English as a life skill
The Sri Lanka India Centre for English Language
Training (SLICELT) will be opened by Indian Foreign Secretary
Nirupama Rao tomorrow. It will mark a new beginning in English
language education in Sri Lanka.
The establishment of SLICELT also marks a radical departure
from the past in the way of learning and teaching English. While
all other nations were speaking and using English in their own
ways Sri Lanka continued to speak and use English just as the
English did. In fact, we were proud to admit that we use English
the Queen's way long after becoming independent.
English educated gentry used to mock at other countries that
developed their own English. Little did these brown sahibs
realise that most of them would have been mocking at Sri Lankans
for their attempts at safeguarding a colonial heritage. It was
the Americans who started using English in their own way. The
influence of American English has been so great that even the
orthodox Britishers were compelled to borrow words and phrases
from the American diction.
In retrospect we could observe that this overt subservience
to the former coloniser's language practice was a method to keep
the knowledge of English language to a select few, to perpetuate
a stratum of brown sahibs. Even after the introduction of 'swabhasha'
as the medium of instruction and official languages English
retained its super-status as a tool of oppression and class
The reaction from the hoi polloi was to shun English as an
alien subject. This attitude was well epitomized in the popular
reference to it as the kaduwa. In the meantime the government
used millions to teach English language in schools even getting
down British experts for consultations and curriculum
development. However, nothing succeeded.
Though the thirst for English language proficiency became
great after the onset of globalization and the advent of the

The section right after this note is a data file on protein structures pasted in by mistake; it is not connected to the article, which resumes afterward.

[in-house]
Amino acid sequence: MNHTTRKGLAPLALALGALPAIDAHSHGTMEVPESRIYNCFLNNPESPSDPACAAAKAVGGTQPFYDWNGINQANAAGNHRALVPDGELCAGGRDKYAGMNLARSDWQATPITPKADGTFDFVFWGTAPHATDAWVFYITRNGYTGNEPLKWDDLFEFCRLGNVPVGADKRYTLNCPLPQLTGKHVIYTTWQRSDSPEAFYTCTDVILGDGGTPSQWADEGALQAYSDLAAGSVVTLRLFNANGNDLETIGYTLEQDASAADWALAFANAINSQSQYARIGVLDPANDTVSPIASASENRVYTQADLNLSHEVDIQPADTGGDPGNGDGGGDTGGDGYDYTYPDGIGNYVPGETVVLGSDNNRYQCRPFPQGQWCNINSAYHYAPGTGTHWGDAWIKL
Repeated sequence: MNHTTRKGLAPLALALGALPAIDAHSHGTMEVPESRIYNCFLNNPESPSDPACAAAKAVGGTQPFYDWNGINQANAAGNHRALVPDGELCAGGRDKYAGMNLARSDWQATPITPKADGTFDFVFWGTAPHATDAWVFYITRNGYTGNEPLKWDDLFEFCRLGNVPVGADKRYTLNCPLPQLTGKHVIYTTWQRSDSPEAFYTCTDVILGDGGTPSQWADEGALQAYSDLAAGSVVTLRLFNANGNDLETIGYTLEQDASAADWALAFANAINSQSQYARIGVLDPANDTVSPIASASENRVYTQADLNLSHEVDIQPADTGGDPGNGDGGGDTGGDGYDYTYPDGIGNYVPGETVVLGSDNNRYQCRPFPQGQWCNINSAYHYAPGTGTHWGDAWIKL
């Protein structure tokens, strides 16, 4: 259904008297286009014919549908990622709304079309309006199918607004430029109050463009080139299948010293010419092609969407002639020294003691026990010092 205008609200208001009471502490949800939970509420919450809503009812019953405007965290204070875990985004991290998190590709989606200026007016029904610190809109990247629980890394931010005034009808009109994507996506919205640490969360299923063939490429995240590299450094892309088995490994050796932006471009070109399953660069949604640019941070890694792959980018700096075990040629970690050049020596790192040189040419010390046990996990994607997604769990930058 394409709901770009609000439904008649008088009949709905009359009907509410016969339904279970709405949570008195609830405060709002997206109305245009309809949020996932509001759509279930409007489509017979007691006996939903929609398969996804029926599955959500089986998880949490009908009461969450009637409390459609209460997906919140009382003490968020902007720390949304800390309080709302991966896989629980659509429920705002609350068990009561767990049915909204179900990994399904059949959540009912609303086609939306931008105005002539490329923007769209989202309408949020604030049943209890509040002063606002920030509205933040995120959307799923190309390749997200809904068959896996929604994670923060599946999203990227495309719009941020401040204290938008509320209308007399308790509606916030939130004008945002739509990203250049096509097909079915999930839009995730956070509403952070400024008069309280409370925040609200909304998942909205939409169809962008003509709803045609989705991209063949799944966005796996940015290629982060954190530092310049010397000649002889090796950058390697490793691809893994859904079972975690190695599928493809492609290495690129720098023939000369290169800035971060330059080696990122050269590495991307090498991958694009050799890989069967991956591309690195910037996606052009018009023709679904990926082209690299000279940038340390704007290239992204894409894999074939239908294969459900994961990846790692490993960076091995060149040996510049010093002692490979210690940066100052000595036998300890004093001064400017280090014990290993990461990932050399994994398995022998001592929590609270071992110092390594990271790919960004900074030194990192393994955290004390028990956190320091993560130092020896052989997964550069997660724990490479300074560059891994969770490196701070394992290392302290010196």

Internet with its immense resource base, results were
It is at this juncture the Presidential Task Force on English
and IT took a strategic decision to formulate and promote
learning English as a life skill and that too in a unique Sri
For the first time the authorities have turned to a
developing country in seeking expertise and assistance to
develop English Language teaching. The choice of India is
commendable. As India and Sri Lanka share historical cultural
values it would be much easier to orient our teaching programs
taking India as an example. Besides India has become a leader in
the teaching of English as a second language.
A language is best understood when taught in the context of
indigenous culture. It is SLICELT's task to translate this
vision into reality.
The authorities have correctly understood the objective of
teaching English as a life skill. That is why it has prioritized
spoken English over written English. Even in the Mother tongue a
child first learns to speak before he develops the writing
skills. The ability to speak is the preliminary stage of
mastering a language. It exempts the students from the rigours
of learning grammar. Once fluency is attained in speaking,
writing skills could be better imparted.
The new method will have its detractors. Lovers of Queen's
English will not take it lying down. English should be learnt to
broaden one's horizons, to reach a new world of knowledge not
yet available in the vernacular. It would open the gateway to
higher knowledge in IT and other fields. English should be used
as a life skill and not as a tool of oppressing those that are
not conversant with it. Nor should knowledge of English be
flaunted to impress upon the less fortunate.
Neither should it replace the native languages, Sinhala and
Tamil for they are gateways to indigenous culture. in the 21st
Century, the ideal goal should be to obtain proficiency in all
three languages-Sinhala, Tamil and English. Such trilingual
citizenry would be broad minded and tolerant towards other
cultures, customs and traditions. It would be the gateway to a
more harmonious and humane society in this beautiful land, the
Jewel of the Indian Ocean.